Background: An increasing number of people suffer from chronic illness. Processes exist to provide better chronic illness care and yet for the most part, they are not used.
Objective: To examine the change in use of commonly recommended chronic illness care management processes (CMPs) in large medical groups between 2000 and 2006 and the factors associated with the change.
Design and measures: Cohort analysis of data from a national telephone survey in year 2000 and again in 2006. Participants provided information on their organizations' ownership, size, use of defined chronic illness CMPs, financial incentives, quality improvement involvement, profitability, and use of electronic medical records.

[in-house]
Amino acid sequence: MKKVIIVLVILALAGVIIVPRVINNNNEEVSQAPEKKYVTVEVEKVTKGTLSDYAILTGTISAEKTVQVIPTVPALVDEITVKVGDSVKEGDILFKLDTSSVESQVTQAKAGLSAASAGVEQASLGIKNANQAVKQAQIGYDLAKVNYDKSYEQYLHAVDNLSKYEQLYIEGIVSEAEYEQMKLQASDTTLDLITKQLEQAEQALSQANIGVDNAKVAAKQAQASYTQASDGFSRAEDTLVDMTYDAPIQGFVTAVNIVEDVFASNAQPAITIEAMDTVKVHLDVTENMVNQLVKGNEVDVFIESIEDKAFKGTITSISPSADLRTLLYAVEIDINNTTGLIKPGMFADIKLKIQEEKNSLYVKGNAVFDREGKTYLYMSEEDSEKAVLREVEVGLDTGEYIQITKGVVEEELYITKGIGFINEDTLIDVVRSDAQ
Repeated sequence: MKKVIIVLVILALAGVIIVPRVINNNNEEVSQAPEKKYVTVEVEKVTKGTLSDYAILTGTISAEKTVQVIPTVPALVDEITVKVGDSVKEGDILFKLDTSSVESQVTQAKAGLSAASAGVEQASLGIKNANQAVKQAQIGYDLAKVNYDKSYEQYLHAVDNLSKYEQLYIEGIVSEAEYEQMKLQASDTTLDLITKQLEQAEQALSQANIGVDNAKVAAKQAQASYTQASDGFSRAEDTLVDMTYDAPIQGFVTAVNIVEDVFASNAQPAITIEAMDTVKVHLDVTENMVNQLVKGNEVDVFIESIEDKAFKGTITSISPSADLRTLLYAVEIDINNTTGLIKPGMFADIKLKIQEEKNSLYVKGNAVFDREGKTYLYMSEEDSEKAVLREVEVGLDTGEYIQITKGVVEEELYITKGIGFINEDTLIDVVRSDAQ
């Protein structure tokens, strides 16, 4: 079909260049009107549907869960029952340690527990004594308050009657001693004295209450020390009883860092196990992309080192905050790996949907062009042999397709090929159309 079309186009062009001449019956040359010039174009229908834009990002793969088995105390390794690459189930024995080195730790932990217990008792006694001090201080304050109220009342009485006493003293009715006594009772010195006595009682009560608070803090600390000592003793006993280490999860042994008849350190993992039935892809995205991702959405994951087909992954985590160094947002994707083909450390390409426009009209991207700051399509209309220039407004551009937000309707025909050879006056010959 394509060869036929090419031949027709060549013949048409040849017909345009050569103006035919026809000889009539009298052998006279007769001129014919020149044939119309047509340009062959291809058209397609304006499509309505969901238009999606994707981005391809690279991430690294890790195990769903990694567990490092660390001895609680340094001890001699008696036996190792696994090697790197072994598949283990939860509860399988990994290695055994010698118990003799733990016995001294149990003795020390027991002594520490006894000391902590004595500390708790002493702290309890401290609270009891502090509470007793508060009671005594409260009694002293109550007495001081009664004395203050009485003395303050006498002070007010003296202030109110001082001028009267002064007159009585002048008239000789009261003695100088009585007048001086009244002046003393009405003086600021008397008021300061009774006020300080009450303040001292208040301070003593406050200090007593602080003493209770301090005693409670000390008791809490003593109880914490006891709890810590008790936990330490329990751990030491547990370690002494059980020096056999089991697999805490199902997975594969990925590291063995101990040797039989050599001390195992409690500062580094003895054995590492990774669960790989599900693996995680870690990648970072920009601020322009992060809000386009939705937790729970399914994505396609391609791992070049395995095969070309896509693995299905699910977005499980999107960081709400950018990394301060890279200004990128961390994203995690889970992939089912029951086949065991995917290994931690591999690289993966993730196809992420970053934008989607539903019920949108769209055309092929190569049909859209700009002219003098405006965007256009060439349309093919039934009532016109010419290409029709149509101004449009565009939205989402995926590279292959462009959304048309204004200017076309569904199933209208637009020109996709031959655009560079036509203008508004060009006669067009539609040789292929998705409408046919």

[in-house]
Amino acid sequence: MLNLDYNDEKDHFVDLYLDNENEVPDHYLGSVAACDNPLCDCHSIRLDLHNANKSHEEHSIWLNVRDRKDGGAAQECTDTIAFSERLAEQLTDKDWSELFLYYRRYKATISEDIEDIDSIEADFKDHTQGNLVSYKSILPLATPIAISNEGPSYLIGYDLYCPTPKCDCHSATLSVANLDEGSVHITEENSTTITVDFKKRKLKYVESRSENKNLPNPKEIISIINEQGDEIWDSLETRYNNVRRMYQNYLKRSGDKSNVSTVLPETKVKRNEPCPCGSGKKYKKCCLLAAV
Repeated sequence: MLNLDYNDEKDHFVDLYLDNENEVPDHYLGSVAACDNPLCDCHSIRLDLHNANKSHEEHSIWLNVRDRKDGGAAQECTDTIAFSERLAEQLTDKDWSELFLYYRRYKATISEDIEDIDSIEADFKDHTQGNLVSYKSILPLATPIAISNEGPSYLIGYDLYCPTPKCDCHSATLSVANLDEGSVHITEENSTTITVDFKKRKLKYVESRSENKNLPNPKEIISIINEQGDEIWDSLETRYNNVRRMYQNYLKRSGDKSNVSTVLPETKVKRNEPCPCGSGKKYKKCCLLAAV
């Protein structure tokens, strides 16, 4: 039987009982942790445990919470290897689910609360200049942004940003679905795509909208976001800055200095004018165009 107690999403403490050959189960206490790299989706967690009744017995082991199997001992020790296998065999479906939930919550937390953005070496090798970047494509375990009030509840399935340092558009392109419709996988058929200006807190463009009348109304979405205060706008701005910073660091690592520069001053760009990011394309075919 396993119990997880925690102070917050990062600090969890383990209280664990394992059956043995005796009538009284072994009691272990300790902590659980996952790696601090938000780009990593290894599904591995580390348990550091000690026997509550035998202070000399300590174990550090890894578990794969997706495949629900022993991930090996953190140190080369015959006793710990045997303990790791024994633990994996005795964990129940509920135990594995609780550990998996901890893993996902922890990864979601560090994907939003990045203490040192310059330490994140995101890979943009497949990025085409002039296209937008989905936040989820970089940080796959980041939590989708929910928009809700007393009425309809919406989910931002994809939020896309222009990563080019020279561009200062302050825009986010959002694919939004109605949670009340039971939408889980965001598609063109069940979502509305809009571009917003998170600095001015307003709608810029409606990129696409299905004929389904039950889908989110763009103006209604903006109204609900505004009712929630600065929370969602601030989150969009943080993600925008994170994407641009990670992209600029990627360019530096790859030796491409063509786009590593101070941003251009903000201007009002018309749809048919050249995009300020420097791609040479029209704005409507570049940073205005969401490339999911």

Setting: : Medical groups and independent practice associations of 20 physicians or more (N = 369) that treat patients with asthma, congestive heart failure, depression, and diabetes, and that responded to the survey in 2000 and 2006.
Results: Use of CMP increased from 6.25 to 7.67 (of a total of 17; P < or = 0.001), that is, by 23%, between 2000 and 2006. Increases were greatest for those practices receiving financial rewards for quality; those participating in quality improvement activities; and those practices that were profitable. Most of the increase was in use of registries and in patient self-management support services.
Conclusions: There is significant opportunity for improving chronic illness care even in larger physician organizations. Public policies that promote financial rewards for improving quality and that encourage quality improvement initiatives are likely to be associated with improved chronic illness care.